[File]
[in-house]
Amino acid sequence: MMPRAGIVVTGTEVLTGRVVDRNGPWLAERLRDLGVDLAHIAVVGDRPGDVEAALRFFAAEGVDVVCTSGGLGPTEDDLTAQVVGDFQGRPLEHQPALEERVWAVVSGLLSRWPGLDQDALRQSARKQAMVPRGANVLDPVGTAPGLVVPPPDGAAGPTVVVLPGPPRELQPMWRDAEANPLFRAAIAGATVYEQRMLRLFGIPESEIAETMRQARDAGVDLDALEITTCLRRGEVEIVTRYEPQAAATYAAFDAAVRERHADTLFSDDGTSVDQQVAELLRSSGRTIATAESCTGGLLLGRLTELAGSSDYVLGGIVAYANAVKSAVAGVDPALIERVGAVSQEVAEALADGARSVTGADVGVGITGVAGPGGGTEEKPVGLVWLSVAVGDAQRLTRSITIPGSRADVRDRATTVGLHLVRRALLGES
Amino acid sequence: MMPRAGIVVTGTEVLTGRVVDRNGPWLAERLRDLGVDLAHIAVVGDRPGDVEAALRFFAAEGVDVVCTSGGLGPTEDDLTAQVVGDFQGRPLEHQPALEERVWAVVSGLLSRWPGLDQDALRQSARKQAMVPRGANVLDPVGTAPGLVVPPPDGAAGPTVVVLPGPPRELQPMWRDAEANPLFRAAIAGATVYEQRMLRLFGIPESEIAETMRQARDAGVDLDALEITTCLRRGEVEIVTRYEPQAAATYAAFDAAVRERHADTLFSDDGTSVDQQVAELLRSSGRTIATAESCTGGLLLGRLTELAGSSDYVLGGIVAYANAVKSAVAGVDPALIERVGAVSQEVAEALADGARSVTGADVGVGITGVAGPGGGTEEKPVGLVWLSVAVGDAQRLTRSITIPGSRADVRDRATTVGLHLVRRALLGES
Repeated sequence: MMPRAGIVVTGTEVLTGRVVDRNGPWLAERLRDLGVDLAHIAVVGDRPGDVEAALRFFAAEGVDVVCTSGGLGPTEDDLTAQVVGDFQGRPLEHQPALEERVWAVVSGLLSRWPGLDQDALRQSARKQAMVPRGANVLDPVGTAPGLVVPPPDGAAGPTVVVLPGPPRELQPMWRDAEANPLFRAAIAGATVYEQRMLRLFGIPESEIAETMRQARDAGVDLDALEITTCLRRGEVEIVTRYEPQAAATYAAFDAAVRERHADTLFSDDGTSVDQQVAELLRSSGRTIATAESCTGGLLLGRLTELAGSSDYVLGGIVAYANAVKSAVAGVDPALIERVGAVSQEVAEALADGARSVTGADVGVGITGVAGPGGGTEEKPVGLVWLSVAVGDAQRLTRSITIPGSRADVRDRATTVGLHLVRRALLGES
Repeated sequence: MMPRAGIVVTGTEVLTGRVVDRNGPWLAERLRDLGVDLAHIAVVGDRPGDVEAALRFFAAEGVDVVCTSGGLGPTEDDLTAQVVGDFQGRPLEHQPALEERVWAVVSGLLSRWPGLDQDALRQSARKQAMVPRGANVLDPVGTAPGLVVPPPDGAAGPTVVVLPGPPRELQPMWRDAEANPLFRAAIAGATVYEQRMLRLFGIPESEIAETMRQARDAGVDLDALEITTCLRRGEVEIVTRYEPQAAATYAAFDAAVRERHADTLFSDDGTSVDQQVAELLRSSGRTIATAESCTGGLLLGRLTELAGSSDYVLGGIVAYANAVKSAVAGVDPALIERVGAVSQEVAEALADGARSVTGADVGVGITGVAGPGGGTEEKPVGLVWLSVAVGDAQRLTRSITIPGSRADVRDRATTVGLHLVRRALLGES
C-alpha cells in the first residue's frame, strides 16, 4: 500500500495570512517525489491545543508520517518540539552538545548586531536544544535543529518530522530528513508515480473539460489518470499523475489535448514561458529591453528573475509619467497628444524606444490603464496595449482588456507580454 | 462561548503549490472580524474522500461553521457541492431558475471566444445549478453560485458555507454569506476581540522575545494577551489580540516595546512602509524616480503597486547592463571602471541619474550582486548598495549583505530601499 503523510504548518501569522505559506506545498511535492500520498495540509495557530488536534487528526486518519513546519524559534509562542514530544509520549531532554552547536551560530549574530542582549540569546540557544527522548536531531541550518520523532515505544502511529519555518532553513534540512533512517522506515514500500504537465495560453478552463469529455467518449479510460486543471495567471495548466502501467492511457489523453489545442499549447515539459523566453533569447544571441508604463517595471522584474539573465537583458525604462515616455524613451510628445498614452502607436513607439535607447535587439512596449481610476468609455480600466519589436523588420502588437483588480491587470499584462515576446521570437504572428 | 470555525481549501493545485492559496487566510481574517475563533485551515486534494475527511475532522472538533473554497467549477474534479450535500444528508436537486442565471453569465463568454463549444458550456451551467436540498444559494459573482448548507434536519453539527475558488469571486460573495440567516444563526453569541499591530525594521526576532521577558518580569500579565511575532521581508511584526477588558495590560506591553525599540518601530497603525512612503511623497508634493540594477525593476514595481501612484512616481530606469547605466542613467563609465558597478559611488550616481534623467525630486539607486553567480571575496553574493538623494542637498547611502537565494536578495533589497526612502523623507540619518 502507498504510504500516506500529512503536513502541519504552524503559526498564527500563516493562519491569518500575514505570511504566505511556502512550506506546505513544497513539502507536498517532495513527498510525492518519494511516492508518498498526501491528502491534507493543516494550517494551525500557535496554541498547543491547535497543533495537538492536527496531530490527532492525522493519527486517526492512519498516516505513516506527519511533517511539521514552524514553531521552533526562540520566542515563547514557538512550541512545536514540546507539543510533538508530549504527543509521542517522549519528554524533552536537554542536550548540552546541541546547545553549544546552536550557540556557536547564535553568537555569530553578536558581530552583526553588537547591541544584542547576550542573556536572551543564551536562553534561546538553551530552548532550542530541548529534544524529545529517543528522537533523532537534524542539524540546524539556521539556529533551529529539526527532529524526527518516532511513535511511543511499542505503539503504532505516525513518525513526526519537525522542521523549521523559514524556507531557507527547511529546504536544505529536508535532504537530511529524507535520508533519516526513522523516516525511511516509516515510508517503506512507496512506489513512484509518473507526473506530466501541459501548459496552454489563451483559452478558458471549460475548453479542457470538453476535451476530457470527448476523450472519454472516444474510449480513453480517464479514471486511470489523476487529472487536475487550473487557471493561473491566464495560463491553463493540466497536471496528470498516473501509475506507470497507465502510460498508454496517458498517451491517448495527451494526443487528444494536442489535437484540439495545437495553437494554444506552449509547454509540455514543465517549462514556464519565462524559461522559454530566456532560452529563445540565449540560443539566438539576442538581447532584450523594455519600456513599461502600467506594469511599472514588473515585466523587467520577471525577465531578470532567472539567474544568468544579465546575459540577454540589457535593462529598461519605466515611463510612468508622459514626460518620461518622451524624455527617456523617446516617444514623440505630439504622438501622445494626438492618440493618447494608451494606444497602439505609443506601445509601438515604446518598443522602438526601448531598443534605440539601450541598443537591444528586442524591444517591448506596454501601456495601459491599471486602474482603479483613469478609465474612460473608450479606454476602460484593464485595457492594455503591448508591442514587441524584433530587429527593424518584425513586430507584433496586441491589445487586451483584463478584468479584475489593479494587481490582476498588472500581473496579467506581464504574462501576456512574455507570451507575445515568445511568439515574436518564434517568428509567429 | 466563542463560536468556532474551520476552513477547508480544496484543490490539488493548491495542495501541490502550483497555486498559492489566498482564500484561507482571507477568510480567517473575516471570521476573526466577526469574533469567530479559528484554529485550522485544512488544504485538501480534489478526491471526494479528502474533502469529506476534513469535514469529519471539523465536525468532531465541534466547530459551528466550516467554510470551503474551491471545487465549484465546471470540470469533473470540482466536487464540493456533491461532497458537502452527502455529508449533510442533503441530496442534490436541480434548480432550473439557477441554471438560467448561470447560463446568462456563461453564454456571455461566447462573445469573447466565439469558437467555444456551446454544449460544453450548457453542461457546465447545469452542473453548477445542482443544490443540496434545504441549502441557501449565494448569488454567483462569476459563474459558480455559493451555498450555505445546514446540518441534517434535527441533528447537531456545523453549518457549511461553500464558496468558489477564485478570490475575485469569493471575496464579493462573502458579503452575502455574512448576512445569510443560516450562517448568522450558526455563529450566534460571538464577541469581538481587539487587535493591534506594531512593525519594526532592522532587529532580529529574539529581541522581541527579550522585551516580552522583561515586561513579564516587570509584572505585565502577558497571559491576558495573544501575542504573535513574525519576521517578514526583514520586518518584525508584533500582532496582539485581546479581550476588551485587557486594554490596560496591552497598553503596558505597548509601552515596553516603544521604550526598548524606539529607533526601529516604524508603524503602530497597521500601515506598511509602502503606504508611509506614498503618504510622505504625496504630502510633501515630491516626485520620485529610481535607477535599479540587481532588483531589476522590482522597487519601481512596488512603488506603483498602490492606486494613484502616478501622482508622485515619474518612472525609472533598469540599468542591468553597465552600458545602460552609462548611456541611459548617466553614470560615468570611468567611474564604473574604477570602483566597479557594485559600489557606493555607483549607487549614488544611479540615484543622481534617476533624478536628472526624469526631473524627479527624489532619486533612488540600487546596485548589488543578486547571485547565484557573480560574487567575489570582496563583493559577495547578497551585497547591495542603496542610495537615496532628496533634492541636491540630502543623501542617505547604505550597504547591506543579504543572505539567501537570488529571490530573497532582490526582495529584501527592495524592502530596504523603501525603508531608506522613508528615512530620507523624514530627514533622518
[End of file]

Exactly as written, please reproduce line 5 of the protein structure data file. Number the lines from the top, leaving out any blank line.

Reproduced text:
Repeated sequence: MMPRAGIVVTGTEVLTGRVVDRNGPWLAERLRDLGVDLAHIAVVGDRPGDVEAALRFFAAEGVDVVCTSGGLGPTEDDLTAQVVGDFQGRPLEHQPALEERVWAVVSGLLSRWPGLDQDALRQSARKQAMVPRGANVLDPVGTAPGLVVPPPDGAAGPTVVVLPGPPRELQPMWRDAEANPLFRAAIAGATVYEQRMLRLFGIPESEIAETMRQARDAGVDLDALEITTCLRRGEVEIVTRYEPQAAATYAAFDAAVRERHADTLFSDDGTSVDQQVAELLRSSGRTIATAESCTGGLLLGRLTELAGSSDYVLGGIVAYANAVKSAVAGVDPALIERVGAVSQEVAEALADGARSVTGADVGVGITGVAGPGGGTEEKPVGLVWLSVAVGDAQRLTRSITIPGSRADVRDRATTVGLHLVRRALLGES